Update August 27, 2017:
The renovated brakes don’t play ball. They do brake, but the hand force necessary to make them behave is quite high after about 100km. While its normal that they need a new braking-in period to settle, the dust that’s wearing-off the brake pads shouldn’t stick to them. I cleaned the brake pads with brake cleaner, maybe that’s the problem (that didn’t work too well before, but I forgot).
Today I’ve used acetone for cleaning. Lets hope that’s working better…

Update September 2, 2017
Cleaning the brake pads with acetone did the trick.
Note to self: Never use brake cleaner again!

Now, I’m thinking about water-cooled drum brakes. Stay tuned… 😉

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Blue ICE got a Nose

Since this summer is fairly wet, I’ve mounted the KingCycle nose fairing to the Blue ICE.

The nose fairing looks quite nice with the white Ortlieb X-Press panniers.

The mirrors mounted to the fairing offer a perfect rear view.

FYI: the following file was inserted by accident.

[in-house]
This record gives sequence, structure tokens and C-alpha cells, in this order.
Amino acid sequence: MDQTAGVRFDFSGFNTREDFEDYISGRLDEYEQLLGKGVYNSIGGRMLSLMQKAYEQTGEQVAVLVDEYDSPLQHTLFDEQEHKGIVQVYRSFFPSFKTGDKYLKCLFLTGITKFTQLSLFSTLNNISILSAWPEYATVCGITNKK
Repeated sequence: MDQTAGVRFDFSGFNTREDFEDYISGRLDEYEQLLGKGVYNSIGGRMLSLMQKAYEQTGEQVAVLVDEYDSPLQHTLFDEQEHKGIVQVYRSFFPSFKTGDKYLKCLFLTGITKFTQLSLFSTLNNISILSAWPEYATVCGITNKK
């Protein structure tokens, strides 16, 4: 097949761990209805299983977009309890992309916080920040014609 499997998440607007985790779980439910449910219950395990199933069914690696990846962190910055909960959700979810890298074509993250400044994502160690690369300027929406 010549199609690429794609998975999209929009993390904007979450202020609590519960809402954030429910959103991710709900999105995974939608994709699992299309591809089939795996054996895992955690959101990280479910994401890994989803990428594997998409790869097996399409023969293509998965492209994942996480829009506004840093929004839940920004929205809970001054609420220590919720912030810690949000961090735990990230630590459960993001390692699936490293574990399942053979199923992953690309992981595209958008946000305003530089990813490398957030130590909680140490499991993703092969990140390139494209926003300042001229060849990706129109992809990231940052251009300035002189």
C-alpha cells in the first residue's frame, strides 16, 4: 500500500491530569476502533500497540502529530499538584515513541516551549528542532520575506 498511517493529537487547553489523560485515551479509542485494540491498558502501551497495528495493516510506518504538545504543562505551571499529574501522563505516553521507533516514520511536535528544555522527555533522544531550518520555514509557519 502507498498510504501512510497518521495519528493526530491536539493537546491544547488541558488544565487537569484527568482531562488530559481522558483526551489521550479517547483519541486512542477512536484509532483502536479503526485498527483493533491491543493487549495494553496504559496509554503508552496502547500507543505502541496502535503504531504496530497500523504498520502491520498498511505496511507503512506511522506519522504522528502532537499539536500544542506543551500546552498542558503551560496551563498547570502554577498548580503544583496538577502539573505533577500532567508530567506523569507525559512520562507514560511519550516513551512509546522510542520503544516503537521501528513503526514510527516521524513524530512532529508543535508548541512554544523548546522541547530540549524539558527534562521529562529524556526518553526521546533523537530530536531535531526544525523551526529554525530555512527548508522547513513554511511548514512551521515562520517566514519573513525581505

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EM3EV Battery Factory Tour

I always like to recommend EM3EV, since Paul has a very good reputation at Endless-Sphere and is known for his great customer service.

Check-out this video about how EM3EV designs and produces their batteries. The next time I need new batteries for my trikes, I have to order from Paul. That is a completely different level of battery design and build quality, compared to my current batteries.

(the camera man/moderator guy is pretty annoying, though)

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Arcus Velomobile on Tour

Arto Joutsimäki and two friends started their German tour with a Arcus velomobile and two trikes yesterday. They are retracing the bicycle tour Finnish photographer I. K. Inha did in 1886.